André faced Hogan for the title on the February 5, 1988 broadcast of The Main Event I, with Dave Hebner as the scheduled referee. André pinned Hogan to win the championship and handed the belt to DiBiase.[7] The pinfall was controversial, however, as Hogan's shoulders were not on the mat when the referee made the three count. After the match, the real Dave Hebner, who looked identical to referee that had officiated the match, ran to the ring to attack the impostor referee. Hulk Hogan then threw the impostor out of the ring onto DiBiase and his bodyguard Virgil. According to the storyline, DiBiase had paid an unnamed referee to get plastic surgery to look exactly like Dave Hebner. In reality, the second referee was Dave's twin brother Earl Hebner, who was making his on-screen debut with the WWF.[3][8]

Both prior to and after The Main Event match, André and DiBiase teamed several times against Hogan and (usually) Bam Bam Bigelow; on several occasions, Virgil, who was working as DiBiase's bodyguard, replaced André as DiBiase's tag team partner, although the Giant regularly appeared in DiBiase's corner. Hogan and Bigelow won every one of these matches.[9]

Feud with The Mega PowersEdit

The controversy surrounding the WWF World Heavyweight Championship title change and André's gifting it to DiBiase resulted in President Jack Tunney declaring the WWF World Heavyweight Championship vacant and booking a 14-man tournament at WrestleMania IV to determine the new champion.[10] In the tournament, André and Hogan were booked to face each other. Their match ended in a double disqualification, and both men were eliminated from the tournament.[11] Meanwhile, André interfered in DiBiase's matches, which helped DiBiase make it to the final match, in which he faced "Macho Man" Randy Savage.[12] After André got involved to help DiBiase, Hogan came to the ring to even the odds. Savage won the match and the championship,[12] and the rivalry led to a match being booked between The Mega Powers (Hogan and Savage) and The Mega Bucks (DiBiase and André). After WrestleMania IV, Andre returned to The Heenan Family, with the explanation that Heenan purchased his contract back at a profit, but his association with DiBiase continued.[13]

The Mega Powers-Mega Bucks feud simmered during the next few months, as Hogan took a leave of absence from the WWF (to film No Holds Barred) and André was placed in a feud with "Hacksaw" Jim Duggan. DiBiase, meanwhile, became a top contender for Savage's WWF World Heavyweight Championship.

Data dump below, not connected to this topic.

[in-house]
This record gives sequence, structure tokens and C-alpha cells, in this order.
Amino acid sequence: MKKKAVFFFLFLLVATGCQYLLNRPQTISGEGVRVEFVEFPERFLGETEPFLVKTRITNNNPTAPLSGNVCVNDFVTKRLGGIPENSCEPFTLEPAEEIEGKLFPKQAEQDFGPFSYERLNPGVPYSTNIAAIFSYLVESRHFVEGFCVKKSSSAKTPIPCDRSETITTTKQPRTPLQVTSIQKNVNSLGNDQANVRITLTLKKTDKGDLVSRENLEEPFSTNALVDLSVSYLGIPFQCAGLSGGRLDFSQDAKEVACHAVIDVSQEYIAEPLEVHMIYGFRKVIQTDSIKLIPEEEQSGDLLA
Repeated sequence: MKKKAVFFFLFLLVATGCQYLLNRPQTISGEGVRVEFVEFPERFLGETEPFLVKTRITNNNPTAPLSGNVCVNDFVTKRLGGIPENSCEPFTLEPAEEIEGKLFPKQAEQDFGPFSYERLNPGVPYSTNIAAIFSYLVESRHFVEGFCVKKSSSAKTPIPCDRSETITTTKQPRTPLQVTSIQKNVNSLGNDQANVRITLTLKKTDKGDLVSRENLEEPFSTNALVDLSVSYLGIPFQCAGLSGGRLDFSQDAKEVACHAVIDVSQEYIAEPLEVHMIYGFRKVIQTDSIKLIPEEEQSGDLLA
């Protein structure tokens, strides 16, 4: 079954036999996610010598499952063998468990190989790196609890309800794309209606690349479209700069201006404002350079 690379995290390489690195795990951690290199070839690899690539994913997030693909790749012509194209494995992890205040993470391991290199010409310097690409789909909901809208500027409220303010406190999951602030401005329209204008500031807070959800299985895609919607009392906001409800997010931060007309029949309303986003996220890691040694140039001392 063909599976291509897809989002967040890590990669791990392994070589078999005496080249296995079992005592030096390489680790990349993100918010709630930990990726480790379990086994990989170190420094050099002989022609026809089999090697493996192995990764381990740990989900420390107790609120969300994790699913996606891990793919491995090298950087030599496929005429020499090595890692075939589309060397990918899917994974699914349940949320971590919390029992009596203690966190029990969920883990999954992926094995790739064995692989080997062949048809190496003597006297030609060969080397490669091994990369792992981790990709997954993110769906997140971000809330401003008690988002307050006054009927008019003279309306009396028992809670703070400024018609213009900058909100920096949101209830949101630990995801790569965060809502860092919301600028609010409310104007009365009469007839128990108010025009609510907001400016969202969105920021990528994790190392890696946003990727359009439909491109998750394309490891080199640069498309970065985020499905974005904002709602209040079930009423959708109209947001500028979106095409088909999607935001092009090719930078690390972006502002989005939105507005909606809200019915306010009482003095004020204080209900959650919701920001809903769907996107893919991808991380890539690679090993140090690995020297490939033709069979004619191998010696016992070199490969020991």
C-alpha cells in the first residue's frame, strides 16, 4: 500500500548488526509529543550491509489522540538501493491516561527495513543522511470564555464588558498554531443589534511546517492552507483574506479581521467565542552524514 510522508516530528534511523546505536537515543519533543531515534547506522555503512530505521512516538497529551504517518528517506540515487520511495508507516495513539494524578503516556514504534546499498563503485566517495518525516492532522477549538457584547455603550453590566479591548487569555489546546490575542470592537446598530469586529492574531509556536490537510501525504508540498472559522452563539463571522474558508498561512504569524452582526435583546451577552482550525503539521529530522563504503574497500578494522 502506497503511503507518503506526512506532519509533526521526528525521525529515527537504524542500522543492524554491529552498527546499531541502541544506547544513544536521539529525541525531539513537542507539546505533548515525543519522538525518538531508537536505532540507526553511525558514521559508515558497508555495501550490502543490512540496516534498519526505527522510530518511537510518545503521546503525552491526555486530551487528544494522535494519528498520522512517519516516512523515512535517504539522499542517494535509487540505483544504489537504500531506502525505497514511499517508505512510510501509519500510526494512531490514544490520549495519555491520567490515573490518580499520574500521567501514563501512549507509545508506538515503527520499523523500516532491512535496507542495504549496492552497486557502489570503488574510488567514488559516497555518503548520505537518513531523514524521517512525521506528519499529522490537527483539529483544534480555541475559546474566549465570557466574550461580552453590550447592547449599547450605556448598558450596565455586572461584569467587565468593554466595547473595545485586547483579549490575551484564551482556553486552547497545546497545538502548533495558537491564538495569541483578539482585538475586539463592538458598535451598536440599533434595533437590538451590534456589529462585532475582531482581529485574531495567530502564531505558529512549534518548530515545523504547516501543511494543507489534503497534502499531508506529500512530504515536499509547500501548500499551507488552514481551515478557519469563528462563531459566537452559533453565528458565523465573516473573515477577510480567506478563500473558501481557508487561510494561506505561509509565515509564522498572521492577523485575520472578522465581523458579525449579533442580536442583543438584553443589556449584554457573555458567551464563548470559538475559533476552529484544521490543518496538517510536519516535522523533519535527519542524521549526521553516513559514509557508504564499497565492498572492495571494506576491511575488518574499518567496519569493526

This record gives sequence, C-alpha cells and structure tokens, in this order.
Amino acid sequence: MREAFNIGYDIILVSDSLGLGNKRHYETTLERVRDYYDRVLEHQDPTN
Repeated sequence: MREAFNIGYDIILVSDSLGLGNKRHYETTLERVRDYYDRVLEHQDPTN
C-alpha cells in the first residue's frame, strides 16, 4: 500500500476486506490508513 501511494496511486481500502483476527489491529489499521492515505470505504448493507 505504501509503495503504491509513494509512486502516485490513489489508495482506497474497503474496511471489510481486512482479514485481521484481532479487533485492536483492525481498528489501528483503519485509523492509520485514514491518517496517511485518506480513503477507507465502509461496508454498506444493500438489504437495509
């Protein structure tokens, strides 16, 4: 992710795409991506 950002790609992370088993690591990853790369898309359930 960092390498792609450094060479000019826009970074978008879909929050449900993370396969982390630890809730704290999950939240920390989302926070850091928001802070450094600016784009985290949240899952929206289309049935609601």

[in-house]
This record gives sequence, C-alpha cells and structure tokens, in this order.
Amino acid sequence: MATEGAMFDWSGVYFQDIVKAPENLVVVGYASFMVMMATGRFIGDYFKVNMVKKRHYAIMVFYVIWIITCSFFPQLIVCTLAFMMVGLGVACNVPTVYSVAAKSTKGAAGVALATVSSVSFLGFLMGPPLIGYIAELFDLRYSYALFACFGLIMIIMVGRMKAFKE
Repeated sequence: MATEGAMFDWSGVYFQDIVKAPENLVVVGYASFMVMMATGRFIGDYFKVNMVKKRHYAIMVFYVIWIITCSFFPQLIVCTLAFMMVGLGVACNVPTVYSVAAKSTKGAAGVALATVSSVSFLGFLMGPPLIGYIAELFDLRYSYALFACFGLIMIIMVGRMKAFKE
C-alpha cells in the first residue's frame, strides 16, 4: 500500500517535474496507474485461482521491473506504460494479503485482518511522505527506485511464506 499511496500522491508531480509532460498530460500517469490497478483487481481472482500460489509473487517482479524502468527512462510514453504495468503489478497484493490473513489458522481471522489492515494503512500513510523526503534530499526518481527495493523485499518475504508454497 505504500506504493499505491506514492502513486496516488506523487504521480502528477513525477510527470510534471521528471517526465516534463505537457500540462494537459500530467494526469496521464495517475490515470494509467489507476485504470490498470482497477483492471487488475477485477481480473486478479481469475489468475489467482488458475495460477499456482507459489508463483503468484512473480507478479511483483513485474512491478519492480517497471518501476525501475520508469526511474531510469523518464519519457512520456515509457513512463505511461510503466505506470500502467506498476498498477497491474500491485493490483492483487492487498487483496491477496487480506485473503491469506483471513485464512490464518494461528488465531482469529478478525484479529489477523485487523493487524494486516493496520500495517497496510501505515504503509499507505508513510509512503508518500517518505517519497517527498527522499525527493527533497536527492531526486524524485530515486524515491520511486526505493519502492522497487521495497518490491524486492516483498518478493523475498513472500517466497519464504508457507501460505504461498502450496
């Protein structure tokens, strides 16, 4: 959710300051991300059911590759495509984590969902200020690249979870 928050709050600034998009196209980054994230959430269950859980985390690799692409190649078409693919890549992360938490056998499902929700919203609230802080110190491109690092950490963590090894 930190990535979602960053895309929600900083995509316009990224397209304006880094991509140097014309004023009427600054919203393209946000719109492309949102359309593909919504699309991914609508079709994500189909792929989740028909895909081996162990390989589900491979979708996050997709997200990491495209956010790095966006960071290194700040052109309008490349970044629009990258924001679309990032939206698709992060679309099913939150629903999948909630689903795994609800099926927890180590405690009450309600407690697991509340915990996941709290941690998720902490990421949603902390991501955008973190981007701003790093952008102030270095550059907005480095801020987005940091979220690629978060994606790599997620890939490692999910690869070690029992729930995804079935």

The feud returned to full boil following events at a television taping for WWF Superstars of Wrestling June 21, 1988, in Glens Falls, New York. There, during a podium interview with Craig DeGeorge, Savage—apparently victorious over DiBiase in their feud—threw out a request for future contenders when André (accompanied by Heenan) came out to challenge Savage for the World Heavyweight Championship, taunting him and making a choking motion. Before Savage could accept André's challenge, DiBiase ran into the arena sneak-attack Savage. Virgil grabbed Savage's valet, Miss Elizabeth, and forced her to watch as Savage was triple-teamed by DiBiase, Andre and Heenan. Savage quickly recovered and demanded a tag team match with a mystery partner against André and DiBiase, the match to be the main event of the inaugural SummerSlam; Savage's partner was later revealed to be the returning Hulk Hogan. With the Hogan-Savage team expected to use their "Mega Powers" name, DiBiase and André would team using the "Mega Bucks" name.

After weeks of exchanging taunts and each side predicting victory for their side, the two teams faced off at SummerSlam. Jesse Ventura had been appointed as a supposedly impartial guest referee by Jack Tunney.[14] It was strongly hinted leading up the event that Ventura, who provided commentary for many WWF events and was a strong critic of Hulk Hogan but yet was a supporter of Randy Savage even (if only to a somewhat lesser extent) during his face days, had been paid an undisclosed amount by DiBiase.[15]